blanching the peas and put it into cold water to make it fresh again rite ? and stop its cooking process ... it looks great and when eat it ... it seems nice enough
poaching egg .. i had been using one whole day in my kitchen class, helped people else poaching egg while they always break it .. and you know , my poaching it didnt spread it white egg out .. it had been nice enough to look and soft enough to eat ... but one thing ... in last term i studied, teacher didnt ask me to put it in cold water , this term they ask me to transfer it to cold water and i dont know why

and for quest 13, i havent known why ???
post #9 of 14
As for question 13, ask the Mee Yoke guy.
post #10 of 14
Thread Starter 
Is that for the question 13 ...
we dont simmer crustacean stock for more than 30 mins cuz its bone will make the stock turns into bitter ???
post #11 of 14
Also, for crustacean stock, about 30 minutes all the time you need to leach any flavor out of it that you're going to get. At that point, remove the bones/shells and or strain, then continue to reduce if you need to.
post #12 of 14

Buerre manie and roux

The only difference between buerre manie and roux is that for roux the butter or fat is melted and cooked with the flour for various amounts of time depending on what color you want. Buerre manie is softened butter mixed with flour in the same proportion as for a roux, but is not cooked. Buerre manie is dropped into hot liqid in balls the size of peas to thicken it (quite time consuming). The only time I use buerre manie is if I don't have an extra burner to make a roux, it's a small amount that needs to be thickened and I don't want to dirty another pan, or I've made something using a roux that didn't get as thick as I wanted. As for putting a poached egg in cold water, I'm thinking your first class was to teach the technique for poaching an egg with the assumption it would be served immediately; you would only put a poached egg in cold water if you were going to reheat and serve it later.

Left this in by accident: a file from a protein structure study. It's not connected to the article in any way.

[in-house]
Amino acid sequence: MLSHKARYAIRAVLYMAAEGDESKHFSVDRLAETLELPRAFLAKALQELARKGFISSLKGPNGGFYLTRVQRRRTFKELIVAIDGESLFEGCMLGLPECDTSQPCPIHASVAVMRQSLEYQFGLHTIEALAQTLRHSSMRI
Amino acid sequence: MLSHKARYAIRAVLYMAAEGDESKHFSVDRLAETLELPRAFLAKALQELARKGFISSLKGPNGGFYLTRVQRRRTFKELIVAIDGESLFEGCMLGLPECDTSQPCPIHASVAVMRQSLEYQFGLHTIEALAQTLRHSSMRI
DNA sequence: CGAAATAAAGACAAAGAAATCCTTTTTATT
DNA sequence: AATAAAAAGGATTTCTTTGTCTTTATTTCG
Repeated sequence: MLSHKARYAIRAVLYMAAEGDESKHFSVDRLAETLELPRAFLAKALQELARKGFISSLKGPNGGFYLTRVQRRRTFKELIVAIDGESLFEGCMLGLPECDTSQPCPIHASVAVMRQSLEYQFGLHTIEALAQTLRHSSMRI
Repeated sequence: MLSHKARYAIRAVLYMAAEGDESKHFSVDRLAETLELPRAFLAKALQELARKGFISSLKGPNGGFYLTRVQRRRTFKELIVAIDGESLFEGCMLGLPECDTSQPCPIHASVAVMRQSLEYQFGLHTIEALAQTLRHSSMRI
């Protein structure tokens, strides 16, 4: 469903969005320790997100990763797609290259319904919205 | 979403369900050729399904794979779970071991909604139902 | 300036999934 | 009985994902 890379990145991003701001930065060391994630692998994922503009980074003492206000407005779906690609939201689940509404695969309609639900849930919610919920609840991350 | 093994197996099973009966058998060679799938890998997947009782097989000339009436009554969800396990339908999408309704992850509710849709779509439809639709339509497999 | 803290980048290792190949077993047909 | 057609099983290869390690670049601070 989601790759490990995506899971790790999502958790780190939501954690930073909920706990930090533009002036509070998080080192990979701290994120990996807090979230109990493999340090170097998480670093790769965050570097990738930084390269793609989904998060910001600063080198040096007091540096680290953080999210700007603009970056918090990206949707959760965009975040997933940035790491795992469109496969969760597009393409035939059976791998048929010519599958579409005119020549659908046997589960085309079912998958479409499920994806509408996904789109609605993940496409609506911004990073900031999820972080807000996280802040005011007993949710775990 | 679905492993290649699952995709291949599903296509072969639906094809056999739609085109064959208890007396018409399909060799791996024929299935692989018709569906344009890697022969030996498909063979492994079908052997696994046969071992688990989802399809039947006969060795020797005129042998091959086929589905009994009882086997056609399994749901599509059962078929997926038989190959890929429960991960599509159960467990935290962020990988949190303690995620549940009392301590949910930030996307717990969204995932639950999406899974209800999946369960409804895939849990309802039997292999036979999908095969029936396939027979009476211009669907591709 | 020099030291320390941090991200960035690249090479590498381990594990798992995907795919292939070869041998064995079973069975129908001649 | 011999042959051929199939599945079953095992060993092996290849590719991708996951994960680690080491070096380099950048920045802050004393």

post #13 of 14
Thread Starter 
Wah.. thank all of you here alot , I did learn something interesting from you all
@bluezebra =) thank you alot for ur info :)
@greyeaglem wahhh thankx thankx for ur expericence of roux and bm. Sooner I will go for training in the section of cuisine :) and i will have chances to see something strange happens :)) ah ... about the poaching egg ... i oso dont get why he asked us to do that, havnt asked yet , cuz last time he mad at us and dismiss the class sooner than 1 hour ...

oh ahhh .. have you ever heard of "FRENCHING LAMB RACK"
i neva heard of it before and dont sure what is it about.. but i noe there is something to do with Lamb :)) i read gastronomy oso didnt tell me wats that method :))

oh u all know wat is semi-dried tomato ??? is it something like dried 50% - moisture 50% ??? sooo is that much different with Sun-dried and oven-dried ???
post #14 of 14
Frenching refers to the technique of scraping the meat down off the bone and also removing the "fell" from a "rack" of meat. It could be anything from beef ribs, to lamb, to even pork and venison and other wild game where you are most likely to consume a chop off of the "rack". The end result is a white bone and a "lollipop" kinda portion of rib meat at the bottom. I suppose you are left with only the "eye" of the meat.

semi-dried tomato is probably refering to either oven roasted or oven dried or literally semi-dried tomatoes from a food dehydrator. They are chewy and concentrated by not as tough and chewy/dry as a sun-dried tomato. They took over the race of popularity from sun-dried tomatoes quite a few years ago.